|Title||Managing your digital footprint: possible implications for teaching and learning|
|Publication Type||Conference Paper|
|Year of Publication||2015|
|Authors||Osborne, Nicola, and Connelly Louise|
|Conference Name||European Conference on Social Media 2015|
|Publisher||European Conference on Social Media|
|Conference Location||Porto, Portugal|
This paper introduces current research taking place at the University of Edinburgh, which examines students’ use of social media and how they manage their digital footprint. The work engages all student cohorts (undergraduate, postgraduate and PhD, and including online students) and aligns with the innovative cross-University 'Digital Footprint' campaign (2014-2015) in order to conduct a systematic programme of research aimed at building our institutional and sectoral understanding of how students are managing their digital footprints, where such management is lacking, and what this might mean for future institutional planning to build student competence in this area.
This paper will outline the rationale for this work, including theoretical and practical contexts and challenges associated with running a digital footprint (social media awareness) campaign on this scale, as well as providing some initial insights arising from activities to date. It will also look ahead to ongoing and future activities, including further research work and a planned impact analysis of the social media awareness campaign.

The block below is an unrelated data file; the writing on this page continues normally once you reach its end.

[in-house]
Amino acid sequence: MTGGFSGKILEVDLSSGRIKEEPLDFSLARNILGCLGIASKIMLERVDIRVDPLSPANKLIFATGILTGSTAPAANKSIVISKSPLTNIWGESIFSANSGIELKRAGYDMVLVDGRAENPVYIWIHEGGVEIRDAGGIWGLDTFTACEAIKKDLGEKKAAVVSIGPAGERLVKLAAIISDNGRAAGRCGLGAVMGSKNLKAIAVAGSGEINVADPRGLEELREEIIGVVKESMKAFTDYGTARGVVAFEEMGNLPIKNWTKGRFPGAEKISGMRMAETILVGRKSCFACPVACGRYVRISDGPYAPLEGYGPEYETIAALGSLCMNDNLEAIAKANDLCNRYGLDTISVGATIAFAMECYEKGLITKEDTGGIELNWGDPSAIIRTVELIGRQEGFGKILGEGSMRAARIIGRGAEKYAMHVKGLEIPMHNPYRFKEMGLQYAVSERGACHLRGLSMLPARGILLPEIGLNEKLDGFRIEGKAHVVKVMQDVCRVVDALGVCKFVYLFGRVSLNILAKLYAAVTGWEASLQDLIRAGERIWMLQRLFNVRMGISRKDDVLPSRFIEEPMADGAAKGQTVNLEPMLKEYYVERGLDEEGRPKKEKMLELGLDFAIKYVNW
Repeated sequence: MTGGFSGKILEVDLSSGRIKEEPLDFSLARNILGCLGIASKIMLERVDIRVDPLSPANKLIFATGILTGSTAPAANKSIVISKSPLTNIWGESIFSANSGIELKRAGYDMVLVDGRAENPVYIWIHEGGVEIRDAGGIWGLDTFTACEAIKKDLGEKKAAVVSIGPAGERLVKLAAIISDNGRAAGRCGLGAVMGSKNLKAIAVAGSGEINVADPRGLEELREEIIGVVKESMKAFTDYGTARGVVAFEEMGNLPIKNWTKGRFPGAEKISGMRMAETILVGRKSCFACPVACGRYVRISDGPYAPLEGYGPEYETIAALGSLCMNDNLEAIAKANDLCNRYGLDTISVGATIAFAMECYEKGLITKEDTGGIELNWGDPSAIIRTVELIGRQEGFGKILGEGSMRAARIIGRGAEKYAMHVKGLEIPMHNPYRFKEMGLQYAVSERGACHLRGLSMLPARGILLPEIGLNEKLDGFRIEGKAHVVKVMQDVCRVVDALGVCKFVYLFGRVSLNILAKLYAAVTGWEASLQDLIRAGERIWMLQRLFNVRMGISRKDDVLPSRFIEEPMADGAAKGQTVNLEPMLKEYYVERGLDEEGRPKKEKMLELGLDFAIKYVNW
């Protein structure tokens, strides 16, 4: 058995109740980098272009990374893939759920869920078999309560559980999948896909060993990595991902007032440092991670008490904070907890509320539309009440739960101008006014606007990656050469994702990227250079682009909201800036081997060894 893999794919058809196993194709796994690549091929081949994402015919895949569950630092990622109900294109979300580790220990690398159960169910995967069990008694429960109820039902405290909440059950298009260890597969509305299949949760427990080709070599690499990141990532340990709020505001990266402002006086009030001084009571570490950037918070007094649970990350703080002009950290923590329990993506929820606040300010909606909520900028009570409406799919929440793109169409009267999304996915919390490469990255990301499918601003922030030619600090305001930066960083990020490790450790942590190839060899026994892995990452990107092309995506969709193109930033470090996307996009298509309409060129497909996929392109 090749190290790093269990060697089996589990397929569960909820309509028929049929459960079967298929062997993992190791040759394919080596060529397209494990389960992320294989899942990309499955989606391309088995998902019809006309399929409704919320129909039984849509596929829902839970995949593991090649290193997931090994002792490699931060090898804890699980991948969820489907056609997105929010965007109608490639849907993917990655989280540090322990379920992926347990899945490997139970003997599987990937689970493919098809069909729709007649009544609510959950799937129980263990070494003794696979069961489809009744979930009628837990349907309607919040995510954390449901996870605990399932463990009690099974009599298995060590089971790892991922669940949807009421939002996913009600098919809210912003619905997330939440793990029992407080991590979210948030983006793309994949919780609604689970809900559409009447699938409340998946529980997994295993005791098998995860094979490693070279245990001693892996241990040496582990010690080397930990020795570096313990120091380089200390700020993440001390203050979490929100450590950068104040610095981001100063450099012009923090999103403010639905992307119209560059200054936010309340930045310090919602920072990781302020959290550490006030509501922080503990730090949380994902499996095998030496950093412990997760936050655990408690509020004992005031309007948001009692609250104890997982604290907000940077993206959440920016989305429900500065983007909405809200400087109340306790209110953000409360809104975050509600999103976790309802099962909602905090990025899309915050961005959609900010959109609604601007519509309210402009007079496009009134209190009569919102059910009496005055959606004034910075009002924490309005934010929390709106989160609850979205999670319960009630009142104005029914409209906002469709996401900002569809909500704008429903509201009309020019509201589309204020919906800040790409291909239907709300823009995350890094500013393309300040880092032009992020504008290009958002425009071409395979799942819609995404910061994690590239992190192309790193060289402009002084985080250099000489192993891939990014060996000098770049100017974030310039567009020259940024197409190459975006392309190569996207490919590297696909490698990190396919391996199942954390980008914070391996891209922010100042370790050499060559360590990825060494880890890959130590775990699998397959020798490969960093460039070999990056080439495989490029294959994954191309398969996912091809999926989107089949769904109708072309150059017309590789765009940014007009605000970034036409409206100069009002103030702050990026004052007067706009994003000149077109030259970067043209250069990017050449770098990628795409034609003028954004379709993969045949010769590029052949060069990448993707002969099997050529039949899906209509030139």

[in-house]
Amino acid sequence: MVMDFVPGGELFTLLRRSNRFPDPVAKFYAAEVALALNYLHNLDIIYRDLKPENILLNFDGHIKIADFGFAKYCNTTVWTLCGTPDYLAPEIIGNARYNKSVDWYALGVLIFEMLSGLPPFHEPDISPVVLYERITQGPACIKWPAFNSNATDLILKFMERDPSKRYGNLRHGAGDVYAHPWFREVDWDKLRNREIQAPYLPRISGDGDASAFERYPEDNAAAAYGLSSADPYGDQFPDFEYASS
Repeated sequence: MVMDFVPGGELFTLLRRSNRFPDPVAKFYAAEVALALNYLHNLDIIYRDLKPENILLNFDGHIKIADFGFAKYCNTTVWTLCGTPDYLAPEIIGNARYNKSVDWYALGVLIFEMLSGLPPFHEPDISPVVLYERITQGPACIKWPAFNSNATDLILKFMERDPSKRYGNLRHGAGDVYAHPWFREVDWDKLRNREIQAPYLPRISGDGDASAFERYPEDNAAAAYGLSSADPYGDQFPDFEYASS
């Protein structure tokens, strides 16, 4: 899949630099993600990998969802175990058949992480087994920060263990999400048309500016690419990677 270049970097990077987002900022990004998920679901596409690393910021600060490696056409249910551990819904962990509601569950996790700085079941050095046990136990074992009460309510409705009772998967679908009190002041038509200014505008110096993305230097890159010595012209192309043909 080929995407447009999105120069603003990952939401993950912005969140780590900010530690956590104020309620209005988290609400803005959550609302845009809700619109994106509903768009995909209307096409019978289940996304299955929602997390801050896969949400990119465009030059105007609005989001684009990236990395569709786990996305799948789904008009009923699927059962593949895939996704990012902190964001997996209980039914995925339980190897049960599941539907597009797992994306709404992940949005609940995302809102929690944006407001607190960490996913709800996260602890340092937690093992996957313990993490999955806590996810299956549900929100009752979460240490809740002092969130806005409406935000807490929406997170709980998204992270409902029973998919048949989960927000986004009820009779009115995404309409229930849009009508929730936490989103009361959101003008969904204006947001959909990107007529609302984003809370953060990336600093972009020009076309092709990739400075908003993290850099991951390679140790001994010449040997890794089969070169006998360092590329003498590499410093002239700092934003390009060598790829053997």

The “Managing your digital footprint” campaign is a collaboration between the University of Edinburgh Institute for Academic Development (IAD), EDINA, Student Information Portals, Information Services, Careers Service, and the Edinburgh University Student Association. The research is funded under the University of Edinburgh Principal’s Teaching Award Scheme and is being led by researchers from the IAD, the Moray House School of Education and EDINA.
It is anticipated that research findings for this project will feed into University of Edinburgh policy, provide evidence-based guidance to colleagues with responsibility for embedding digital social media in learning and teaching, provide evidence to enable support services to meet students’ needs and use of social media, and give a rich picture of the current 'state of play' among our diverse student body which will be useful equally for students and staff of the University.